Uganda law reform commission pokes holes in constitutional reforms Bill

Thursday February 27 2020

The Uganda Law Reform Commission (ULRC) has

The Uganda Law Reform Commission (ULRC) has questioned the spirit in which most of the proposals were made by Ndorwa East MP Wilfred Niwagaba (pictured) in his Private Member’s Bill aimed at amending the Constitution. 


The Uganda Law Reform Commission (ULRC) has questioned the spirit in which most of the proposals were made by Ndorwa East MP Wilfred Niwagaba in his Private Member’s Bill aimed at amending the Constitution.
The Constitutional Amendment Bill, 2019 that was tabled on December 19 is currently being scrutinised by the Committee on Legal and Parliamentary Affairs.
The Bill seeks among others to overhaul the structure of government by repealing Office of the Prime Minister; replacing Office of Vice President with Deputy President who is elected together with the president; and, reducing size of government to 21 Cabinet Ministers and 21 State Ministers.

Appearing before the committee which was being provisionally being chaired by Mr Alex Byarugaba (Isingiro South, NRM) the ULRC team led by Acting Chairperson Mr Peter Wandera gave no objection to only six out of the 31 Clauses in the Bill.
These proposals are; providing for oath of allegiance by the Leader of Opposition; allowing a registered voter and political parties to challenge results of Presidential elections; re-introduction of Presidential term limits; the Electoral Commission to determine of complaints raised by candidates before polling day; defining political organisations and political parties; and, formation of City Land Boards.
ULRC however raised concerns over the proposal to amend Articles 98 (2) and 100 of the Constitution to provide for a Deputy President who will have been a presidential running mate.

“Since the provision only seeks to make a change in the title of the office holder, the Commission has no objection to the proposal. But why change the title without changing the substantive functions and roles,” Mr Wandera asked.
They also questioned the spirit in which the proposal to have the Attorney General and Deputy Attorney General be appointed by the President on the recommendation of Judicial Service Commission. The Bill proposes that those office bearers shall be ex-officios in Parliament and would serve a five year term renewable once.

But Mr Wandera argued that the fact that the Attorney General sits in Cabinet, the office is “political in nature and the Judicial Service Commission should not participate in the appointment of political leaders”. He also said that if these office bearers are subjected to term limits which is an exception to others.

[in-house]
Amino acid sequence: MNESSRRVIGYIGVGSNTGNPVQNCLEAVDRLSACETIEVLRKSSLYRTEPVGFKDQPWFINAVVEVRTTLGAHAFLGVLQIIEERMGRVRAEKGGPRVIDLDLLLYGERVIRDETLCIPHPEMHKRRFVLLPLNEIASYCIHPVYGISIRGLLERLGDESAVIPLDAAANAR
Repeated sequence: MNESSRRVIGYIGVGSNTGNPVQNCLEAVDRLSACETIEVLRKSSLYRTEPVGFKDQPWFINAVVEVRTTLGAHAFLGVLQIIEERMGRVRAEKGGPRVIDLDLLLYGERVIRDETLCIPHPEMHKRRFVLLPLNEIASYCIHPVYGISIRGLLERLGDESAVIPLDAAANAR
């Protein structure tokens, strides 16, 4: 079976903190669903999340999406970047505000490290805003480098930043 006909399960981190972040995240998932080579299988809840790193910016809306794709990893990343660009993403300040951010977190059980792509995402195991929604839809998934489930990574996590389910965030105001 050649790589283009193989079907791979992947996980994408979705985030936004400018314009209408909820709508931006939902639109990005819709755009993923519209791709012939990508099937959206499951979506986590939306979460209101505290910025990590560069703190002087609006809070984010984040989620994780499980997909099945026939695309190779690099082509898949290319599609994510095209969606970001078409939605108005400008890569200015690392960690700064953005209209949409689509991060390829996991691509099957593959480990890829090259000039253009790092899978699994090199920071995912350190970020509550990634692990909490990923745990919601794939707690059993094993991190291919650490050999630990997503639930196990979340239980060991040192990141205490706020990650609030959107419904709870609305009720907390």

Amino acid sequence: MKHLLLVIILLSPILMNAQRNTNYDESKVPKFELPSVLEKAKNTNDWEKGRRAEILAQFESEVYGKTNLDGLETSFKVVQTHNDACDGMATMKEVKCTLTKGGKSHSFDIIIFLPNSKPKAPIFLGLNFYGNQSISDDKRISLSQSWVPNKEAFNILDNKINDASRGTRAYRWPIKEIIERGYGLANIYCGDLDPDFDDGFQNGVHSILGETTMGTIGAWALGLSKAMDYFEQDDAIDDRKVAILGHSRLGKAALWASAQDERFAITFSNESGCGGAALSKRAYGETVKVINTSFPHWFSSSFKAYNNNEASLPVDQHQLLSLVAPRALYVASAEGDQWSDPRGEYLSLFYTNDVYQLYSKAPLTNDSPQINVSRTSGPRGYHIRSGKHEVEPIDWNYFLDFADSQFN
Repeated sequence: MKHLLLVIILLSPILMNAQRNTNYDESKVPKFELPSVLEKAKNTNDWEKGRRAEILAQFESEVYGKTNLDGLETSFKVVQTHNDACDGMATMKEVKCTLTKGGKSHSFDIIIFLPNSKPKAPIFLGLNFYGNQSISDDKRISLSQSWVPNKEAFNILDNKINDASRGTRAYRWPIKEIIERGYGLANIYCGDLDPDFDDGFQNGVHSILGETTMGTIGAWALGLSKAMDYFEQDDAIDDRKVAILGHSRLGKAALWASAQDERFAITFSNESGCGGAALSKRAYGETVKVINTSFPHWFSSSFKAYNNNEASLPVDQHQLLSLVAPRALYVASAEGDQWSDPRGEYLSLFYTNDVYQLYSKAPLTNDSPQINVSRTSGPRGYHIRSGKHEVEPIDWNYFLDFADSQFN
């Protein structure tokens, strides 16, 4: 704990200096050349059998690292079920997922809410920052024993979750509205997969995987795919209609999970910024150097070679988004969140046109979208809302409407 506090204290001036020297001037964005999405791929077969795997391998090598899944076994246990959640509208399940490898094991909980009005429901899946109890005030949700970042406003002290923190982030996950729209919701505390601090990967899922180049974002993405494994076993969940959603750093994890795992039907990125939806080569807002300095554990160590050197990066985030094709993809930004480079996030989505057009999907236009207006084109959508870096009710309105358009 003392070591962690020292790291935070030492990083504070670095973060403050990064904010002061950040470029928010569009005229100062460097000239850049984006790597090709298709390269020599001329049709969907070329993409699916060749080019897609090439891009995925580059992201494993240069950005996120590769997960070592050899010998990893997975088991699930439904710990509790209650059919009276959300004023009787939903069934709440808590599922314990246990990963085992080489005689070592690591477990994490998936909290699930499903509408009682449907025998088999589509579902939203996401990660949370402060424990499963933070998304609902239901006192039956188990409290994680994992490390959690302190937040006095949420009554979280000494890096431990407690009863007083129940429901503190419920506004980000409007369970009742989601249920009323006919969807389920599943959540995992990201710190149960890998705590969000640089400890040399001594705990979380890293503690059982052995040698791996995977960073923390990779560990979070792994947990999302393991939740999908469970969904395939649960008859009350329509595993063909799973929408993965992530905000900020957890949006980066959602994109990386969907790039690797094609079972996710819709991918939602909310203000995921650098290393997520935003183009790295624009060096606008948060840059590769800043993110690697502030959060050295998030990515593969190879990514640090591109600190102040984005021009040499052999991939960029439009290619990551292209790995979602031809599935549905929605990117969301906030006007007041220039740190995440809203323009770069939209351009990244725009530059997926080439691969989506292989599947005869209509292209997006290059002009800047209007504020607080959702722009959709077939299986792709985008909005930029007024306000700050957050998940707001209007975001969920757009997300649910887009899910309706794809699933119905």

On the proposal to repeal army representation in Parliament, the Commission challenged the Committee to consider review all the interest group representation. This proposal they said, should also consider the issue of District Woman MPs, youth, workers and People with Disabilities (PWD) representation.

“The presence of the army representatives in Parliament is a result of our political history. There was belief that the army interfered with politics because they did not understand what goes on in corridors of power”
‘’They were confined to the barracks. Representation of the army tried to address that issue. The issue now is whether the situation has changed. This can only be answered from political analysis. The issue is not legal’’ he said.
At this point the MPs questioned why ULRC has “slept on its job” by not coming up with proposals of reviewing some of the provisions in the Constitution nearly 25 years since its promulgation in 1995.

Mwenge South MP Aston Kajara wondered why this process has not been done saying; “when we made the Constitution, we said there will be a review after the first 10 years and then every after five years.”
Mr Wandera put the blame on the delay by the government to constitute a Constitutional Review Commission where such discussions should have been held.
ULRC also raised questions on the issues of repealing Office of Resident District Commissioner (RDCs) but proposed a review to have one such officer at the regional level.